Last week I had to take a long taxi ride home at the end of an especially prolonged and exhausting day. It was late at night and the journey was set to last an hour. As the car pulled away, I slumped in the back seat and closed my eyes, enjoying the gentle rock and hum, drifting away to snug semi-consciousness almost immediately. The soft, welcoming arms of sleep began to embrace me.
Friends occasionally come to me for advice, which is odd, because one look at my shambling semi-existence should be enough to convince them I'm in no position to offer guidance on anything. I wouldn't trust myself to tell someone which end of a cup to drink from. But still they come, writes Charlie Brooker.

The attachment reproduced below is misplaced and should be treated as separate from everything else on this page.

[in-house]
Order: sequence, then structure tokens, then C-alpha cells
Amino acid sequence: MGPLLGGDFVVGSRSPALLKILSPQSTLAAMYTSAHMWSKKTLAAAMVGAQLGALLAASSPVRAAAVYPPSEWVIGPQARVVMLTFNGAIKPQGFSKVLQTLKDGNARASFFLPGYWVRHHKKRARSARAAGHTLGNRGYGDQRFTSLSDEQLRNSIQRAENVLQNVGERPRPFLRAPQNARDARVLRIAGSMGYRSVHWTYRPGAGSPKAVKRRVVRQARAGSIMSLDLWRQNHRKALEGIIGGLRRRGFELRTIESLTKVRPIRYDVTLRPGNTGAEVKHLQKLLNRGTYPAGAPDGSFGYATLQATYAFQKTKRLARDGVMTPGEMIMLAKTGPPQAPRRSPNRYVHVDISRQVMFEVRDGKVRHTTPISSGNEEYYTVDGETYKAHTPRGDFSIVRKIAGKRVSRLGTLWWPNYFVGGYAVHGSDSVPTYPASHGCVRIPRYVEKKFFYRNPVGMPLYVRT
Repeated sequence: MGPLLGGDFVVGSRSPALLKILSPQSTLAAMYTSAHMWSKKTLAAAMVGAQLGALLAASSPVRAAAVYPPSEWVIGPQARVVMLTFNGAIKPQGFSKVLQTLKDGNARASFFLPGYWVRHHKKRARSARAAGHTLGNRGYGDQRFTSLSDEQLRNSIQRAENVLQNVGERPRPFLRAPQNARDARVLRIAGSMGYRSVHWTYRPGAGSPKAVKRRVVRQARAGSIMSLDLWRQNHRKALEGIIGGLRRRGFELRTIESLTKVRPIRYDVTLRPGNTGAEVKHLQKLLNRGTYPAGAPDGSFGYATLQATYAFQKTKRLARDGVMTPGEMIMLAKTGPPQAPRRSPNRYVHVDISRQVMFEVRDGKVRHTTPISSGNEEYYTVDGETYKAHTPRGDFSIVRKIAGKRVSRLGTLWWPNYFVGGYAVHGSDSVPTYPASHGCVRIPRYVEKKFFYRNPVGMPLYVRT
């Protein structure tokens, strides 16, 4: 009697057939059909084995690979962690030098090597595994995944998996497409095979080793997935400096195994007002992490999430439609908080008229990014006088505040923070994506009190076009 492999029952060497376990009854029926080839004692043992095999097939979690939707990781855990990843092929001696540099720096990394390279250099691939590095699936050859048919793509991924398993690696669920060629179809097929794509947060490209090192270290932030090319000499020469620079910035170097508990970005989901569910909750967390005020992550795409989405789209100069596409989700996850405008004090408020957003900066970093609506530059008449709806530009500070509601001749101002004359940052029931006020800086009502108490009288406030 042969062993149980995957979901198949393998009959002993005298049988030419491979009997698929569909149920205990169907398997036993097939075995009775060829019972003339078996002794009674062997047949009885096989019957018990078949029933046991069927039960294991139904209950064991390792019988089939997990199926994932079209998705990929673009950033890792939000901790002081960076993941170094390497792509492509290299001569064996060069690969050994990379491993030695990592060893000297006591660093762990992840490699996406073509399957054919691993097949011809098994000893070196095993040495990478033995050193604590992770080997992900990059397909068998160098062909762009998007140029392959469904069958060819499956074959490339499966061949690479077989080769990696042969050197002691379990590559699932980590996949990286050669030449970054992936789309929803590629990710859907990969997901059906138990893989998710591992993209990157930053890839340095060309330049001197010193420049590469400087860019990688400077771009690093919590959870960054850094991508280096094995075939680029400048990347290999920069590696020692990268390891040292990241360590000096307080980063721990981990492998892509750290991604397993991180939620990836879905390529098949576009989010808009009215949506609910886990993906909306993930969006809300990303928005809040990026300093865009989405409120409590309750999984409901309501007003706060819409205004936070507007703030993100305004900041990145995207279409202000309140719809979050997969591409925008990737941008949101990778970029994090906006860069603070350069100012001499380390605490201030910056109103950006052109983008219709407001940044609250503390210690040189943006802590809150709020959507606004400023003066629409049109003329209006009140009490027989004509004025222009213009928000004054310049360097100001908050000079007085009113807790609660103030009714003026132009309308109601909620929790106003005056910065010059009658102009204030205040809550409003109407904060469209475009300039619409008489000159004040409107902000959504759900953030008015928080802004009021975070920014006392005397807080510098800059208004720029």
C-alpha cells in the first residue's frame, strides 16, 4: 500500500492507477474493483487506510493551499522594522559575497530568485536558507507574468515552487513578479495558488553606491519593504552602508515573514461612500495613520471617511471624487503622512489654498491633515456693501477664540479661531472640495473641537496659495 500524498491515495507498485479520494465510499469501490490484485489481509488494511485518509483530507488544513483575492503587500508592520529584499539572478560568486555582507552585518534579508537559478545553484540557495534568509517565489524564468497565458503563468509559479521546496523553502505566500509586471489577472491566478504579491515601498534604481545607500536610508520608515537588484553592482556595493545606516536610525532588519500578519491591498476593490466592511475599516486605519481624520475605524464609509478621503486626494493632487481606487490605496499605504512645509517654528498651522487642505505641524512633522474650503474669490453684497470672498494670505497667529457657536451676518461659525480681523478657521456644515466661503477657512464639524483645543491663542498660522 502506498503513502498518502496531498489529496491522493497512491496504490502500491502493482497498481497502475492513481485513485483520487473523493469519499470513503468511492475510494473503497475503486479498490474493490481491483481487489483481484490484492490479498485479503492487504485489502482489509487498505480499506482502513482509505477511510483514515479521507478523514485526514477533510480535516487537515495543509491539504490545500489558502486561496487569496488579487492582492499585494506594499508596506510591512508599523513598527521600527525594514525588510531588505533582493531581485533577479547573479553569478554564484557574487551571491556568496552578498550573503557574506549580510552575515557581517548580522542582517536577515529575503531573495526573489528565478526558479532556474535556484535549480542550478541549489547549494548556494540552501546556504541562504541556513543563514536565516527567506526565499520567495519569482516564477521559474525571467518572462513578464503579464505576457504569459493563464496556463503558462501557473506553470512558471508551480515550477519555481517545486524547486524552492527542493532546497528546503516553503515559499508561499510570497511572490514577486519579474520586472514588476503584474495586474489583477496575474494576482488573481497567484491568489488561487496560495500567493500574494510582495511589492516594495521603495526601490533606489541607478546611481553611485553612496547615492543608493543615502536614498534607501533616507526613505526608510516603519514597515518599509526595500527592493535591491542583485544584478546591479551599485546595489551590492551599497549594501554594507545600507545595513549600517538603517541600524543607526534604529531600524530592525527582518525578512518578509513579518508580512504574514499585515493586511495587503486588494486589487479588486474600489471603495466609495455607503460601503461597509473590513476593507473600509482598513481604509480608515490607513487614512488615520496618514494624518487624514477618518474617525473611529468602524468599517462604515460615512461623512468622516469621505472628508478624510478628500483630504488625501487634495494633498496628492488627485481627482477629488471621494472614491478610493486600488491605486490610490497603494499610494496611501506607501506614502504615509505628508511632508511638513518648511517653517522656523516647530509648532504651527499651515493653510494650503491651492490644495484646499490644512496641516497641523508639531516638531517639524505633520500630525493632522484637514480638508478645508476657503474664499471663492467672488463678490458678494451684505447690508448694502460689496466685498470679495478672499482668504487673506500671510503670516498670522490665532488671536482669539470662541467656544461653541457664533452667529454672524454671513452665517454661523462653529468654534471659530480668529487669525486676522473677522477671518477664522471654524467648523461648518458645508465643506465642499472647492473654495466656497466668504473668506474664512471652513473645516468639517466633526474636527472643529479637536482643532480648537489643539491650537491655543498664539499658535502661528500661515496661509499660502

Two's company. Three's a crowd. And whoever they are, I don't trust them. Yes, in the ever expanding list of things I don't ''get'', the most crippling entry has to be people. I don't get people. What's their appeal, precisely? They waddle around with their haircuts on, cluttering the pavement like gormless, farting skittles. They're awful.